Continuously analyzing data in real-time can also help streamline machine maintenance. Data analytics can identify upcoming problems before they happen. If a machine experiences a problem or a change in performance, it may start to produce parts that are not fit for its purpose, which would ultimately end up as waste. Data on machine performance can help to identify minute changes in machine behavior as soon as they occur so that engineers can carry out predictive maintenance before multiple defective products are produced.
The CoroPlus suite of products in the Data Driven Machining offering from Sandvik Coromant, helps manufacturing organizations improve efficiency, reduce waste, and increase productivity. The CoroPlus Process Control monitors machines in real-time and triggers actions by programmed protocols. If specific, predetermined issues occur, the solution automatically triggers a correctional action, e.g., stopping the machine or replacing a worn cutting tool. Conducting maintenance in this way improves operational efficiency by as much as 89% and reduces waste by allowing manufacturers to assess data, monitor machine performance, and identify faults before they occur.
Considering the whole life cycle
Data produced by conducting life cycle assessments (LCA) can also help reduce waste. An LCA assesses the environmental impact of a product at every stage of its life span by considering how a product's raw materials are extracted, the number of resources required, the materials and energy used during manufacturing, packaging and distribution, the impacts of the product’s functional use, and the waste and pollution created at the end of the product's life.
By considering every single step of the product’s life cycle, an LCA leaves no stone unturned. Once an LCA has been completed, manufacturers can identify big sustainability flaws in a product, evaluate the sustainability of products still in development, and design new, more sustainable solutions.
However, it is not just the products themselves that must be considered, but also their packaging. Packaging is necessary but raises many environmental concerns due to its demand for resources. The problem is also shared globally. In the UK, nearly 44 million tons of packaging waste are produced annually by commerce and industry, while 28% of total municipal solid waste in the US is attributed to packaging.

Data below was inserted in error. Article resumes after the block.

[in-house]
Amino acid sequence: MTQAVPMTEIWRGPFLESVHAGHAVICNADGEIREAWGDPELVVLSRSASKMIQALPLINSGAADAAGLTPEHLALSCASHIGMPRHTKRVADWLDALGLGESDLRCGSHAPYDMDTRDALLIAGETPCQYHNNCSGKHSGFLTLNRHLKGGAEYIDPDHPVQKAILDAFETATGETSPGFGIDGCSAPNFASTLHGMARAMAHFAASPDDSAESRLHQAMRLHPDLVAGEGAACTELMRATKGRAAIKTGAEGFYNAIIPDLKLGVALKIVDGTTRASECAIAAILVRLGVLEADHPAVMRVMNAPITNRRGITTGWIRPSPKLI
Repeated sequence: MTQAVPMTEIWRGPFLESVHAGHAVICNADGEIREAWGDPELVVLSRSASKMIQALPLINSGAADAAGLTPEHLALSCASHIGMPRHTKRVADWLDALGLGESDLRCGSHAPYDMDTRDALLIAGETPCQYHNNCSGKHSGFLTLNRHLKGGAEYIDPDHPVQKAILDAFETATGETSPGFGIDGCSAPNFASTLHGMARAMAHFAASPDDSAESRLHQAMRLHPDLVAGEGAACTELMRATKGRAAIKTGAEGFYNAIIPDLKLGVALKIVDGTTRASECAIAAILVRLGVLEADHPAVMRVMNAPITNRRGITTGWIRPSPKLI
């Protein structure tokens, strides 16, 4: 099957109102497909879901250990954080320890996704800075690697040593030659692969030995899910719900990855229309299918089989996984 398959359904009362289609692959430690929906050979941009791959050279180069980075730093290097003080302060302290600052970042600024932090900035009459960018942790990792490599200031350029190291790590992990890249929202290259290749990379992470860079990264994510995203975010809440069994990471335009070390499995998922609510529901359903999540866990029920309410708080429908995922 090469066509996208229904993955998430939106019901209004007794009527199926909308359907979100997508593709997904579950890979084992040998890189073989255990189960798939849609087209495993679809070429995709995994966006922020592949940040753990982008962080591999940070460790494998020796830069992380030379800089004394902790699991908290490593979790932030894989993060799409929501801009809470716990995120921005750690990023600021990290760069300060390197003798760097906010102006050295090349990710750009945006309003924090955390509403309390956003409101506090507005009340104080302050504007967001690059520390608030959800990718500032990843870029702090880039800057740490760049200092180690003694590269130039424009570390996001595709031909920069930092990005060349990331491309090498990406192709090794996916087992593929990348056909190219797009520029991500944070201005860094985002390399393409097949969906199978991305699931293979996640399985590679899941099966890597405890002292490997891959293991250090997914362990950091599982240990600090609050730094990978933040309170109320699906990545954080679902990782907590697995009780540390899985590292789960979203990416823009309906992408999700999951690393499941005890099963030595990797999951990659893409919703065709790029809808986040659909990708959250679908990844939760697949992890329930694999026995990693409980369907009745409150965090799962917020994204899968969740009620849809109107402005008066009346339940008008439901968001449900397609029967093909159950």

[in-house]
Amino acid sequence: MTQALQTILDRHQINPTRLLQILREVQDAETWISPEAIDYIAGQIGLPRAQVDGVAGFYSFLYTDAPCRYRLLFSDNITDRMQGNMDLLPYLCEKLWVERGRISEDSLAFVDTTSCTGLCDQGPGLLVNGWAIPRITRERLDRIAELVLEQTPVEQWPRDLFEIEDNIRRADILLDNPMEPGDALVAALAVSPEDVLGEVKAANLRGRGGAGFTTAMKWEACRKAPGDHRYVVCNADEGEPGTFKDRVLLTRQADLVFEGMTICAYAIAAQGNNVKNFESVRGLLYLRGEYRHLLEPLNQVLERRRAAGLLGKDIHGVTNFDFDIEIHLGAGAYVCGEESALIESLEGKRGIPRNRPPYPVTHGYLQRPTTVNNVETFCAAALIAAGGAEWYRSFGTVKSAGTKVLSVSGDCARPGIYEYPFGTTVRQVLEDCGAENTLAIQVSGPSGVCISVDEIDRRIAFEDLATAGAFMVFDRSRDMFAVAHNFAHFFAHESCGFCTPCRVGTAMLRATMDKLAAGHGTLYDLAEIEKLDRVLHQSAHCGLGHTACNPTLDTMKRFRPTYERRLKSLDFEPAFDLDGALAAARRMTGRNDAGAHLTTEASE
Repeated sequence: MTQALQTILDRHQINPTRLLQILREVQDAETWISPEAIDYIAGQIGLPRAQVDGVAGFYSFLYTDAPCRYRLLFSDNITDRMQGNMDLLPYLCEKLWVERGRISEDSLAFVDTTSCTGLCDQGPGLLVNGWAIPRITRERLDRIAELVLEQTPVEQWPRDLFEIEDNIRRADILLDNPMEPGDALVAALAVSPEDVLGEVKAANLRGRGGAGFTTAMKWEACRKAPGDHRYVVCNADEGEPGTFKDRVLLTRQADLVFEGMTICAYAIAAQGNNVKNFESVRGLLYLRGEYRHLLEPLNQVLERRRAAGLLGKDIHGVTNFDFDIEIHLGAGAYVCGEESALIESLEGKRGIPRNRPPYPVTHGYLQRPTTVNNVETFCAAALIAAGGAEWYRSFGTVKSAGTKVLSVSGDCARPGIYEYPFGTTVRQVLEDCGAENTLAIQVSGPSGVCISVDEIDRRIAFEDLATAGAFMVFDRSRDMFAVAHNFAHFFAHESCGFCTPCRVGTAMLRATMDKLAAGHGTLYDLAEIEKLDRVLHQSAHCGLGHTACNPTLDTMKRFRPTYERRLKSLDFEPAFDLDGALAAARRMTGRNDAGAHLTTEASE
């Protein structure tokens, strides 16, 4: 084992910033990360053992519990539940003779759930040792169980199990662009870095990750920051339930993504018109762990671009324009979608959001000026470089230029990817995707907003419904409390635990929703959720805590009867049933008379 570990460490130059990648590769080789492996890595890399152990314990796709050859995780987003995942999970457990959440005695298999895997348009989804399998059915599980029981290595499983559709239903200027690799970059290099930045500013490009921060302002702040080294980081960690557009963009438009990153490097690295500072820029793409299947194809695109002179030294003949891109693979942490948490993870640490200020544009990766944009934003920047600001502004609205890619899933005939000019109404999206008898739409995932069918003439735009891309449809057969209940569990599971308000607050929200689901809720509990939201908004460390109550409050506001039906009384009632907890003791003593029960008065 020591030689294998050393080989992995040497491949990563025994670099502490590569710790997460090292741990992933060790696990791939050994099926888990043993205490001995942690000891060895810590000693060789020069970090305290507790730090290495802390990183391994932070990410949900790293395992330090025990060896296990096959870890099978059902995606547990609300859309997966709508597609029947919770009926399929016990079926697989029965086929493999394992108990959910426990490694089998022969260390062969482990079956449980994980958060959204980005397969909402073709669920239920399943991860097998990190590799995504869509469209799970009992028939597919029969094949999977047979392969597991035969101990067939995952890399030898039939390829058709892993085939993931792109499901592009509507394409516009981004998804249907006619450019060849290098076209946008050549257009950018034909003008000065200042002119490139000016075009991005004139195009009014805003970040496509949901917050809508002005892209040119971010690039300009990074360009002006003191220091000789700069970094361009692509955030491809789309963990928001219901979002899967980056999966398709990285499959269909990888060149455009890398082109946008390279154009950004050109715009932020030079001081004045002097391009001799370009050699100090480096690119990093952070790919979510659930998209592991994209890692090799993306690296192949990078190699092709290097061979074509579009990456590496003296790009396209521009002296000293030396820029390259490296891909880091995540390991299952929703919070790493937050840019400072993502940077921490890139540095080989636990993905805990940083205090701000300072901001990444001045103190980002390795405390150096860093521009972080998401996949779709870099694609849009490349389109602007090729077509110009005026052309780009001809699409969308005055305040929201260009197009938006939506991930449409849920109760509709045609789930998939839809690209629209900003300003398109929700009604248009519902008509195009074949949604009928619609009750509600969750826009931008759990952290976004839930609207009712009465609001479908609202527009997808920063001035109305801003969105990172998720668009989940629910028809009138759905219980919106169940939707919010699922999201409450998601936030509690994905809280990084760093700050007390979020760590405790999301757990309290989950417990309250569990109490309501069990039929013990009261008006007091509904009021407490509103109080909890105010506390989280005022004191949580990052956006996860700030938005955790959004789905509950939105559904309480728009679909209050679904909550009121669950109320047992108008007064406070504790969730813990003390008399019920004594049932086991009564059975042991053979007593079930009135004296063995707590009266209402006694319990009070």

Sandvik Coromant recognizes the problem with packaging, even for products like cutting tools, and recently launched its package selector application (PSA). The PSA uses data to analyze a 3D CAD model of the Sandvik Coromant product to be packaged, identifies its critical points, and uses an AI algorithm to recommend the smallest amount of packaging possible. This improves the LCA of Sandvik Coromant’s tools by reducing packaging waste produced for their distribution to manufacturers.
Circularity through transparency
Data can also be used to facilitate a closed loop manufacturing chain, where waste from one process is used as a resource in another. Operating in this way promotes a circular manufacturing economy, where waste is minimized as much as possible through continuous reuse.
Using data from an LCA, along with machine data, manufacturers can improve the efficiency and circularity of their products through constant product and process improvements. Efficiently implementing a production system of this kind requires a robust data strategy. To create a strong data architecture, manufacturers need a digital infrastructure that can easily synchronize operations, potentially across several locations, and identify opportunities to utilize waste that would otherwise be in silo. Sandvik Coromant’s CoroPlus suite of machine connectivity and sensor embedded tool solutions makes digital machining accessible to manufacturers, equipping them with the “close to cutting-edge” data needed to make use of their waste resources for more sustainable operations.
Data can seem overwhelming at first — with such vast quantities available, it can be hard to determine what to do with it. However, with the correct strategy, it can prove an extremely valuable tool for reducing industrial waste by improving efficiency, enabling predictive maintenance, inspiring innovative product development, and streamlining resource management across machines, facilities, and even entire companies.